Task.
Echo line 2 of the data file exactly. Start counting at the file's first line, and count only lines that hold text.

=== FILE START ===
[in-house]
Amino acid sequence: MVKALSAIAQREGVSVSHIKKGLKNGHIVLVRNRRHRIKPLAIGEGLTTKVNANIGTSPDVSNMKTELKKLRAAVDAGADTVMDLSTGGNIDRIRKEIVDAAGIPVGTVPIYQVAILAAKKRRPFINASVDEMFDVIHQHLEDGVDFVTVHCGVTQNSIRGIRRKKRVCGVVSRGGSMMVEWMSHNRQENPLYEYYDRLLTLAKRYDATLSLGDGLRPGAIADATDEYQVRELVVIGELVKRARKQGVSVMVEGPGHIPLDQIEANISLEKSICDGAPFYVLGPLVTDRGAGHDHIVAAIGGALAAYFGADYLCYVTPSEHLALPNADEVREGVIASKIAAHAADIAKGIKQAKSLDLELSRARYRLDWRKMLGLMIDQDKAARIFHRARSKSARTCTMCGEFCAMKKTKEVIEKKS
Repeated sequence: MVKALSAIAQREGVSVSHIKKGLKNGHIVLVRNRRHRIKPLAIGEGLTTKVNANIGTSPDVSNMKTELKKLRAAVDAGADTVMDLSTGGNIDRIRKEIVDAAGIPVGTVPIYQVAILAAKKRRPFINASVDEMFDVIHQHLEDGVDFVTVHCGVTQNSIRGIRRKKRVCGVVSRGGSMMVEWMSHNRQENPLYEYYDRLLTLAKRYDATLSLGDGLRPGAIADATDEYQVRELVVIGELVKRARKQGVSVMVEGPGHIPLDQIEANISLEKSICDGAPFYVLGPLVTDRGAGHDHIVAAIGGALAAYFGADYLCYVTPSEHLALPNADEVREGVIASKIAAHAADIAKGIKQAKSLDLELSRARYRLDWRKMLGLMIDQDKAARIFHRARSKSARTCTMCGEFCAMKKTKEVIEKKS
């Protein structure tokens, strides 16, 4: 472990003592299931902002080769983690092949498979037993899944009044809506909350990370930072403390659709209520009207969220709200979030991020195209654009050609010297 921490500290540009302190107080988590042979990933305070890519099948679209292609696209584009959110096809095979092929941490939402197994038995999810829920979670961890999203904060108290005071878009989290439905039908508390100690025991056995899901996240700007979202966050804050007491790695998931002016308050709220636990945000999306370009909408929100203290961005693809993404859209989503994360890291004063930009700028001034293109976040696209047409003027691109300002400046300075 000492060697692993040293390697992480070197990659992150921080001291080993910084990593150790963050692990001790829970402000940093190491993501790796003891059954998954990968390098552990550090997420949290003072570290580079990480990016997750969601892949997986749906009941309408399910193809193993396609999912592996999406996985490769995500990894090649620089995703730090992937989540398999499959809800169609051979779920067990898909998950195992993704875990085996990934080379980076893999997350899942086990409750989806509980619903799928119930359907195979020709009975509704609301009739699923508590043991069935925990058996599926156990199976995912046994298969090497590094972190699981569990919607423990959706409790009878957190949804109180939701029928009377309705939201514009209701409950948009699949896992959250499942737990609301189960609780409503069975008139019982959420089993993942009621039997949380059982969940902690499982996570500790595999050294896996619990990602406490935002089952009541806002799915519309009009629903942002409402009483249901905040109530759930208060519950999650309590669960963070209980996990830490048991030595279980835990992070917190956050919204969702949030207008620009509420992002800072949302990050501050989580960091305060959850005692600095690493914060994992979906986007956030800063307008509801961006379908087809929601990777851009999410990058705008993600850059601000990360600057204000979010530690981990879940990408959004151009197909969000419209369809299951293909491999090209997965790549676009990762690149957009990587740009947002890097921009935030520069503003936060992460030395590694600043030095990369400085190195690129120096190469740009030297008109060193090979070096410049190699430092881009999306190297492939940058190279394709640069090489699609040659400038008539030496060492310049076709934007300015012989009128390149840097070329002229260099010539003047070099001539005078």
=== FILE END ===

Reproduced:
Amino acid sequence: MVKALSAIAQREGVSVSHIKKGLKNGHIVLVRNRRHRIKPLAIGEGLTTKVNANIGTSPDVSNMKTELKKLRAAVDAGADTVMDLSTGGNIDRIRKEIVDAAGIPVGTVPIYQVAILAAKKRRPFINASVDEMFDVIHQHLEDGVDFVTVHCGVTQNSIRGIRRKKRVCGVVSRGGSMMVEWMSHNRQENPLYEYYDRLLTLAKRYDATLSLGDGLRPGAIADATDEYQVRELVVIGELVKRARKQGVSVMVEGPGHIPLDQIEANISLEKSICDGAPFYVLGPLVTDRGAGHDHIVAAIGGALAAYFGADYLCYVTPSEHLALPNADEVREGVIASKIAAHAADIAKGIKQAKSLDLELSRARYRLDWRKMLGLMIDQDKAARIFHRARSKSARTCTMCGEFCAMKKTKEVIEKKS